Exclusive Interview: Enquire Within talk writing and recording “Rebirth”!

Having formed in 2016 an spend two years writing and recording their 2019 debut “Bloodlines“, Metalcore quintet Enquire Within have arguably since been the most active band on Planet Metal. Not only have they unleashed a live in the studio record based around their live set lists and a covers album but also a sophomore full length in “Rebirth“, putting them very much on par with the likes of Trivium as being nothing short of prolific. After reviewing that new record a couple of weeks back we chatted to them about how all the pieces of the puzzle fell into place…

What did you learn from your studio time for “Bloodlines” that you took into “Rebirth“? “We recorded Bloodlines track by track completing each one before moving on to the next. As such it came out with small differences between songs that stopped it from fully gelling together as a single unit. ReBirth was tracked differently with each instrument getting their own time to be finished. We booked 2 weeks solid in the studio to keep mic placements the same on amps and all that technical stuff. We feel like it’s really created a consistency that keeps the album feeling like it’s all done together”

How does the writing process of a new Enquire Within track start? Melody, riff or rhythm first? “Typically it’s riff first. There are exceptions, of course, Watch it Burn started with the drums being written first to change it up. We also have a habit of tweaking things quite a lot throughout the writing process. With Amelia on board now, we have another writer in the group. Previously it was just Dan and Henry writing the music with Jacob giving us some feedback to adjust stuff. Her stylistic flairs have been really important for us in the writing for ReBirth. Despite Henry and Dan producing most (not all) of the ideas for riffs and melodies, everyone gets the chance to chip in and put their stamp on things. It’s really important to us that we collaborate as that’s when the best ideas come forward”

Rebirth” was recorded with Erim Ahmet who also mixed; how did you go about finding a new bassist with the studio skills? How did you find working with him? “It was actually the other way around which was a fun turn of fate. Erim recorded Bloodlines for us and we’d learnt so much along the way that it was a no-brainer to go back to him for ReBirth. We had found our sound and worked out exactly how to get the best out of ourselves at the time. Working with Erim is always a dream, he knows where we’re at and what we want to achieve. We’ve put countless hours in with him across the 2 albums he recorded, mixing and adjusting trying to get the most out of the tracks. He’s extremely easy to get on with and very professional, having a vast amount of knowledge in his field. Amelia then found Chris Pavey to master the album and he’s done a brilliant job with Erim’s mixes”

You’ve got two instrumentals of the album in “Tainted” and “Cocoon“, both of which are outstanding in their own right but also have a certain nostalgic quality to the instrumentals of Thrash legends in the 80’s. How did you go about ensuring that the instrumentals would shine on the album? “Ah, the classic instrumental. We think this harkens back to bands like Metallica, even just with their preference for clean intros before the main riff kicks in. For us, the instrumentals were as important as the other 9 tracks. The most important thing with any song is to tell a story. The instrumentals offered us a chance to write songs that had more complex harmonies and to give listeners a sense of what they were in for. Really setting the scene for them. This album is heavily inspired by Thrash and is our take on Melodic Thrash, so writing these pieces came naturally to us”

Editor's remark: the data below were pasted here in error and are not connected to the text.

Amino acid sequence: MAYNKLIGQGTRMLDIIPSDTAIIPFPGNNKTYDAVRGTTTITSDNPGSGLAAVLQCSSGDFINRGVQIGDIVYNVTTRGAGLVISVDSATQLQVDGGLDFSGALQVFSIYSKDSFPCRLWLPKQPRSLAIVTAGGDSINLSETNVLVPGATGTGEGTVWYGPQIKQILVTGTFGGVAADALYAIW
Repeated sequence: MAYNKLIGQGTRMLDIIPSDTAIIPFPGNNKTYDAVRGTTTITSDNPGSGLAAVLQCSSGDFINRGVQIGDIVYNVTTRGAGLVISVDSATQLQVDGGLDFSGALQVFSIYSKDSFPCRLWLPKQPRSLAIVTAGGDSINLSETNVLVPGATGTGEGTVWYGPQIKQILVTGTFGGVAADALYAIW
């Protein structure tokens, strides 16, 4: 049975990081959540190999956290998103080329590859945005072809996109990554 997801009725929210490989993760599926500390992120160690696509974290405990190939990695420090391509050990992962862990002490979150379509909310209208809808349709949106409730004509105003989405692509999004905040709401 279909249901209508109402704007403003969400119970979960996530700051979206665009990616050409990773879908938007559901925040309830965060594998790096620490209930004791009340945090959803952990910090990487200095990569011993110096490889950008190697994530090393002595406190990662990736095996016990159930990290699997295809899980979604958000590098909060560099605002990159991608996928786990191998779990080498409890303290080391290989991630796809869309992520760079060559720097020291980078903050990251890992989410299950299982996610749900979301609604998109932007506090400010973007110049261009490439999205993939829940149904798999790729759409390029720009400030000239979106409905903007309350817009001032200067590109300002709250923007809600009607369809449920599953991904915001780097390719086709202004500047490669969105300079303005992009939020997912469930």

For us gear nerds out there, can you tell us what you’re using gear wise (pedals, strings, drums etc) to get your sound? “We use Ernie Ball strings typically, they have an attack to them which cut through the mix better for us than other strings. Henry uses his trusty Odery Jazz Fusion drum kit live, we tried a few different kits up in London and the fusion was the one that he felt responded best. Amelia and Dan use Schecter guitars for their main instruments (Dan has exclusively used Schecter for a number of years now), they produce fine quality instruments that play well and sound amazing. They’re fast to play but provide a really nice rich sound. Dan uses Boss pedals and Amelia has a tendency to use TC electronics. Dan’s rocking his Laney Ironheart currently with Amelia using the cool blue Hughes and Kettner Tubemeister. Together they create a full sound with a high gain edge”

What difference would it make to you as a band if you could land an endorsement from a gear manufacturer? “While there is truth to music being in the hands of the artists, we think that the gear we use is a conduit with which we get that music to the fans. Dan’s played with other guitar brands for example and none have been as fit for him as Schecter. Having a relationship, like an endorsement with a manufacturer, and opening that dialogue to get something custom-made to our needs, would only further our ability to move that music from our heads and onto the stage. Good gear doesn’t cover up bad musicianship, but it sure does make life easier when you have the gear you need to support what you’re doing. Particularly when it removes barriers”

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